Son Doong Cave
Hang Son Doong (Mountain River Cave) is known as the world's largest cave, and is one of the most spectacular sights in Southeast Asia. Son Doong is no day-trip destination; it's in an extremely remote area and the only way to visit is by booking a four-night/three-day expedition with around 16 porters. It costs US$3000 per person, with a maximum of 10 trekkers on each trip.
It's a cave big enough to accommodate a battleship. Sections of it are pierced by skylights that reveal formations of ethereal stalagmites that cavers have called the Cactus Garden. Some stalagmites are up to 80m high. Cavers have also discovered colossal cave pearls measuring 10cm in diameter, which have been formed by millennia of drips, fusing calcite crystals with grains of sand. Magnificent rimstone pools are present throughout the cave.
Tu Lan Cave
The Tu Lan cave trip begins with a countryside hike, then a swim (with headlamps and life jackets) through two spectacular river caves, before emerging in an idyllic valley. Then there's more hiking through dense forest to a 'beach' where rivers merge; this is an ideal campsite. There's more wonderful swimming here in vast caverns. Moderate fitness levels are necessary. Tu Lan is 65km north of Son Trach and can only be visited on a guided tour.
Hang En (En Cave)
This gigantic cave is very close to Son Doong, and both featured in a National Geographic photographic spread in 2011. Getting here involves a trek through dense jungle, valleys and the Ban Doong minority village, a very remote tribal settlement (with no electricity or roads). You stay overnight in the cave or in a minority village.
Hang Toi (Dark Cave)
Incorporating an above-water zipline, followed by a swim into the cave and then exploration of a pitch-black passageway of oozing mud, it's little wonder Hang Toi is the cave experience you've probably already heard about from other travellers. Upon exiting the cave, a leisurely kayak paddle heads to a jetty where there are more into-the-water zipline thrills to be had.
Surrounded by forested karst peaks, this remarkable cave system extends for 31km, though most people only visit the first kilometre. The scale is breathtaking, as wooden staircases descend into a cathedral-like space with colossal stalagmites and glimmering stalactites. Get here early to beat the crowds, as during peak times (early afternoon) tour guides shepherd groups using megaphones. Paradise Cave is about 14km southwest of Son Trach. Electric buggies (per person one way/return 15,000/25,000d) ferry visitors from the car park to the entrance.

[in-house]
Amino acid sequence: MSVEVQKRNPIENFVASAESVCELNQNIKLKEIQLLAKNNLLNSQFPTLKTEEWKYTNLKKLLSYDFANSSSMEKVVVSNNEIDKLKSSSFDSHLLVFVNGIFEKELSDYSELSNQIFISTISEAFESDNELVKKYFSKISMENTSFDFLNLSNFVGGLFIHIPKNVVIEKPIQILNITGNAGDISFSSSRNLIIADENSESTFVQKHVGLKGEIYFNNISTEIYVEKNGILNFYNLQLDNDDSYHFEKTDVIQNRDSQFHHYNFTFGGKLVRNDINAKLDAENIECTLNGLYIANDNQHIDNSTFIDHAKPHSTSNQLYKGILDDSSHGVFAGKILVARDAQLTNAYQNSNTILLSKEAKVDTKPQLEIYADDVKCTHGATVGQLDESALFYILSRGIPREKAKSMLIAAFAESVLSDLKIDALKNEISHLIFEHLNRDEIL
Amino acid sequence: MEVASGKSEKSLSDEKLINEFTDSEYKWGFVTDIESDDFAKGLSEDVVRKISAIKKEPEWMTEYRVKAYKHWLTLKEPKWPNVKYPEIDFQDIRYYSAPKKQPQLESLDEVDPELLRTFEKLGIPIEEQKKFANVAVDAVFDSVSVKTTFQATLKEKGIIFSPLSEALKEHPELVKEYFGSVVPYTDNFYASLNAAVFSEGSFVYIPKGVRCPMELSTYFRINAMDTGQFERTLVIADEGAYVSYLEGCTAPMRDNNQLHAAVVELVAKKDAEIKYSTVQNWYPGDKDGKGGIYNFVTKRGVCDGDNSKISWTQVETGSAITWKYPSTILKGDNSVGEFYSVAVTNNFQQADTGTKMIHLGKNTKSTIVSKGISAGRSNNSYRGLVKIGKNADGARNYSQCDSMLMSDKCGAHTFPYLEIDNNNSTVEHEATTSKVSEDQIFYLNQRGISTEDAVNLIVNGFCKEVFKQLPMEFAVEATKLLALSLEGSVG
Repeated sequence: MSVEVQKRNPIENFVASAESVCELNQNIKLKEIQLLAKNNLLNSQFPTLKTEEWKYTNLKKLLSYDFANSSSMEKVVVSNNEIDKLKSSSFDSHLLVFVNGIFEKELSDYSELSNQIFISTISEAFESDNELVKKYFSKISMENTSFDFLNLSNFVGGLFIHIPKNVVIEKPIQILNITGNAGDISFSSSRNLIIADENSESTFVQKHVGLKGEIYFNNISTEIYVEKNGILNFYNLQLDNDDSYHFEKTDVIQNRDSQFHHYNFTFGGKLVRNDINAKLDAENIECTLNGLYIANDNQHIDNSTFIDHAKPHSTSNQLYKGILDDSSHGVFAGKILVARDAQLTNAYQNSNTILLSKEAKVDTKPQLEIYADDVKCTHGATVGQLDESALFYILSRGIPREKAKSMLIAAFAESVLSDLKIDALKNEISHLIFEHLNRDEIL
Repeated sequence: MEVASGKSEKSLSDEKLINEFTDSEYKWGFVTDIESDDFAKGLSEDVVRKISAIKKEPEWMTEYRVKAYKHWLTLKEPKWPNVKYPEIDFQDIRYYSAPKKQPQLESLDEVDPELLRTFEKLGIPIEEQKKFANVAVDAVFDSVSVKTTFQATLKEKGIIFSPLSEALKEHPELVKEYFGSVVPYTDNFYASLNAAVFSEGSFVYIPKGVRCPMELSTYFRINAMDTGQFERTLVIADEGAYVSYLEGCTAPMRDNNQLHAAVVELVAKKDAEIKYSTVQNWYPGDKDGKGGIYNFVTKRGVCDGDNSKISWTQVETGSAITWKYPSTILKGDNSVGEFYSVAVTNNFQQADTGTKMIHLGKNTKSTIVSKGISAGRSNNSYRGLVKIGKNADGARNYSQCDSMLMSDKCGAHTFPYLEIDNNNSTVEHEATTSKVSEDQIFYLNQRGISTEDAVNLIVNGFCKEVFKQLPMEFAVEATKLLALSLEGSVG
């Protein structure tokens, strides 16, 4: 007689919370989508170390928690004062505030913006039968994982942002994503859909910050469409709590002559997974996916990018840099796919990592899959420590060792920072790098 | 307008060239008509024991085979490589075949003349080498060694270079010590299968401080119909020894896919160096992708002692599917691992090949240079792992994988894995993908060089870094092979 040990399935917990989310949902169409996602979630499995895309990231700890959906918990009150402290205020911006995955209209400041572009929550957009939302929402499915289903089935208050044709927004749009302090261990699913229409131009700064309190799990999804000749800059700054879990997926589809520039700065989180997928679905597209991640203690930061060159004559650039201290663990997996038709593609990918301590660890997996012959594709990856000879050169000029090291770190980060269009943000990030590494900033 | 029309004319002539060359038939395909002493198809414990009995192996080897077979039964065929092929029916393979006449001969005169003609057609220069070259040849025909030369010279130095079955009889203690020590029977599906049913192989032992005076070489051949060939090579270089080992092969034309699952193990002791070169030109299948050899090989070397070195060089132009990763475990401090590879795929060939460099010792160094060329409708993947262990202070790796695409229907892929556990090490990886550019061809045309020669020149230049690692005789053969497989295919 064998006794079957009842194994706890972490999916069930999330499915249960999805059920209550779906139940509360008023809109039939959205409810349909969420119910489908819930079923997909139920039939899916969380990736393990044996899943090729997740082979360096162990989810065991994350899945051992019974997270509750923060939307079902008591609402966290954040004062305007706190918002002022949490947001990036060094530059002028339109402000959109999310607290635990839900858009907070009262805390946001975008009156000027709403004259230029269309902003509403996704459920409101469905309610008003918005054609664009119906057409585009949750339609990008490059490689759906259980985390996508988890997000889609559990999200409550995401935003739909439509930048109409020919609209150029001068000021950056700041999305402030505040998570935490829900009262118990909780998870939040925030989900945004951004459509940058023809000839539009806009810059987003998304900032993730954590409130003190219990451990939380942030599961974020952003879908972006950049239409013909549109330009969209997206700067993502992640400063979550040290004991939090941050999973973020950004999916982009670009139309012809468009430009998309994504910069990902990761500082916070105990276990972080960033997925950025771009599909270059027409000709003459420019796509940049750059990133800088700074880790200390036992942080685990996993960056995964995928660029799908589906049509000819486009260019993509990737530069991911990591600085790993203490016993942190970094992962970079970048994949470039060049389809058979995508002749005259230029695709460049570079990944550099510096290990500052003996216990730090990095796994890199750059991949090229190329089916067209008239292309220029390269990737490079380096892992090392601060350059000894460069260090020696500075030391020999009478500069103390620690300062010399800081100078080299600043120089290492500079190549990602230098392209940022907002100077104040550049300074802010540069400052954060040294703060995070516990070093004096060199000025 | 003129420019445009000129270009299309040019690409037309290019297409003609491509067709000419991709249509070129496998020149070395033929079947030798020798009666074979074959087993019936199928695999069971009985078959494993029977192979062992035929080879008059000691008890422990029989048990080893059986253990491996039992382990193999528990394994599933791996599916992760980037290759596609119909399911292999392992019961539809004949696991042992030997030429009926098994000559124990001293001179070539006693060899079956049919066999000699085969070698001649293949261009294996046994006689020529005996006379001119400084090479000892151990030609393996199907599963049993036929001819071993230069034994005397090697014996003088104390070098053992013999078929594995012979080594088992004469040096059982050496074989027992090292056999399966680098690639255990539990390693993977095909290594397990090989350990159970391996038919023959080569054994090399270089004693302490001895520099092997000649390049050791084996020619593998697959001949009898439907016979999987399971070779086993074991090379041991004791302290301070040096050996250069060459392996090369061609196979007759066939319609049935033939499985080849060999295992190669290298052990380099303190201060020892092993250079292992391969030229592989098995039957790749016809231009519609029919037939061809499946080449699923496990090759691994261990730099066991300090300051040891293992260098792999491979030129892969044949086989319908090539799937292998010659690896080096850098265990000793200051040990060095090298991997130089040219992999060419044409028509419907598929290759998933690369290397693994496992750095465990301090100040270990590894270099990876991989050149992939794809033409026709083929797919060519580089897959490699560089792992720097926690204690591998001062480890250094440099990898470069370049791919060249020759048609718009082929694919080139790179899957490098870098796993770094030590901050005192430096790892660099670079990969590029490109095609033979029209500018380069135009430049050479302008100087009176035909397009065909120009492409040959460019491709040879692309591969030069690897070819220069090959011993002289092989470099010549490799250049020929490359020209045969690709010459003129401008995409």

Phong Nha Cave
The spectacular boat trip through Phong Nha Cave is an enjoyable, though touristy, experience beginning in Son Trach town. Boats cruise along past buffalo, limestone peaks and church steeples to the cave’s gaping mouth. The engine is then cut and the boats are negotiated silently through cavern after garishly illuminated cavern. On the return leg there's the option to climb (via 330 steps) up to the mountainside Tien Son Cave (80,000d) with the remains of 9th-century Cham altars.
The ticket office and departure jetty are in Son Trach village. Allow two hours to see Phong Nha; add an hour for Tien Son. In November and December, seasonal floods may mean Phong Nha Cave is closed. Weekends are extremely popular with Vietnamese visitors, whose presence is amplified by the spectacular echoes and unventilated cigarette smoke. Note the cave was used as a hospital and ammunition depot during the American War and was heavily bombed.
Hang Tien (Tien Cave)
The largest part of the Tu Lan cave system, this moderately challenging cave was opened to visitors in 2016. The 10- to 12-hour day adventure includes a jungle walk, and the cave is studded with verdant ferns and rimstone pools.
Hang Va (Va Cave)
Discovered in 2012, and opened to visitors in 2015, Hang Va is explored on a two-day/one-night excursion that first travels along an underground river in Hang Nuoc Nut. Tours overnight in a jungle camp at the entrance to Hang Va, where the cave's highlight is a spectacular stalagmite field partly submerged in crystalline waters. Ropes and harnesses are used extensively.